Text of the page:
How Jack Smith saved the franchise system
Peter Brown is the associate publisher and editorial director of Automotive News.
In the end, I happened upon the collapse of their aspirations. And I saw GM Chairman Jack Smith at his laid-back best.
Here's the background: On Sept. 27, 1999, Group Vice President Roy Roberts told dealers that GM would buy up to 10 percent of GM's 7,700 U.S. stores. Megadealers, Roberts told dealers, could "diminish brand equity."
Darwin Clark, a nice man and loyal GM lifer, was assigned to run GM Retail Holdings, which would buy the stores.
If GM was freaked out by mega-dealers, the National Automobile Dealers Association was in a panic over GM.
At an emergency meeting on Oct. 13, NADA Chairman Jim Willingham met with Jack Smith. Some GM executives argued that since GM would hire retailers to manage the stores, they weren't really factory stores. The project continued.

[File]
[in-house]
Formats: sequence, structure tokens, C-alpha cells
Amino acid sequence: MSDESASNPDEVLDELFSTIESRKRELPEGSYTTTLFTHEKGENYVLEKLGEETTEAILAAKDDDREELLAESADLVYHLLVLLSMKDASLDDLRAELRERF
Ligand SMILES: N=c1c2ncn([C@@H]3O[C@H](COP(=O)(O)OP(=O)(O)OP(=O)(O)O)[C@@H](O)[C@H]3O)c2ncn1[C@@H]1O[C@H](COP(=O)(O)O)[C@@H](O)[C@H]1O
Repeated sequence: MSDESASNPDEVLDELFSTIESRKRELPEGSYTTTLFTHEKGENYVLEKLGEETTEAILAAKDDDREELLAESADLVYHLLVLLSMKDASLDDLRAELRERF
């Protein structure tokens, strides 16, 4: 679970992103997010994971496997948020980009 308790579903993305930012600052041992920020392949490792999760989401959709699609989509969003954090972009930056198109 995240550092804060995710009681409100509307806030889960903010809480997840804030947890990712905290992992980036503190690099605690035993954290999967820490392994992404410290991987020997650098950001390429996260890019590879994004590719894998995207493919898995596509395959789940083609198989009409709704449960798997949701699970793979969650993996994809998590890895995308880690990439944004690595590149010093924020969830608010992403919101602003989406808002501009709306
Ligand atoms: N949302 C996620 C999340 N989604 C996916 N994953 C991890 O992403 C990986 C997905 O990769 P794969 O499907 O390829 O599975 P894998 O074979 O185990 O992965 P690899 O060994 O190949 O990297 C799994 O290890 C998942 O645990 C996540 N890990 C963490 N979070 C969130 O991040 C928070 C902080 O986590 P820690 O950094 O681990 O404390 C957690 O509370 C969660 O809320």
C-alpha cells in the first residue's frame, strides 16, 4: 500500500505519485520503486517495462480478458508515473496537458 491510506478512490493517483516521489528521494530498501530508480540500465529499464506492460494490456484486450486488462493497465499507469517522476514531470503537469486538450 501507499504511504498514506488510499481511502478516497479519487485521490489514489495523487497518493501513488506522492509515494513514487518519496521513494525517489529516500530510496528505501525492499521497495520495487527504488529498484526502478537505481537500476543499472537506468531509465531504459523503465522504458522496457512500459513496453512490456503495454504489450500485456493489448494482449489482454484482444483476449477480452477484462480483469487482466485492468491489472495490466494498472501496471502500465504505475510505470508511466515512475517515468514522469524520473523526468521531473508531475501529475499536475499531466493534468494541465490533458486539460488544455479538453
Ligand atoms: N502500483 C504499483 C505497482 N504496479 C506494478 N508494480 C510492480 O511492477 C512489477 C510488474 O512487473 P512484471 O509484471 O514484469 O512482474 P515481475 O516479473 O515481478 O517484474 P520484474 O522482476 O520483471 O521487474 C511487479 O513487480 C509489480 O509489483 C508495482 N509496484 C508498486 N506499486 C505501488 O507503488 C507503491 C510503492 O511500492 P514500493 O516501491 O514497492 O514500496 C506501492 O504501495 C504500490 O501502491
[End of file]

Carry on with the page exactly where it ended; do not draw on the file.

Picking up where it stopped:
Two weeks later, I interviewed Jack Smith. I asked about GM Retail Holdings.
"Well, we're not going to have factory stores," Smith said.
"You're just playing semantics," I responded. "Just because a 'retailer' runs it -"
No, Smith said. We're not going to buy them; we're not going to run them. The plan is dead.
The avuncular Jack Smith didn't want to hang his executives out to dry.
"I think they were caught up in the front part of it, that we might need to own the store to take advantage of the opportunity," Smith said. "But what became very unclear was the endgame of how this thing operated."
In a huge and bureaucratic GM, you rarely see where the buck stops. But by himself, Jack Smith killed the plan to make GM its own biggest dealer.
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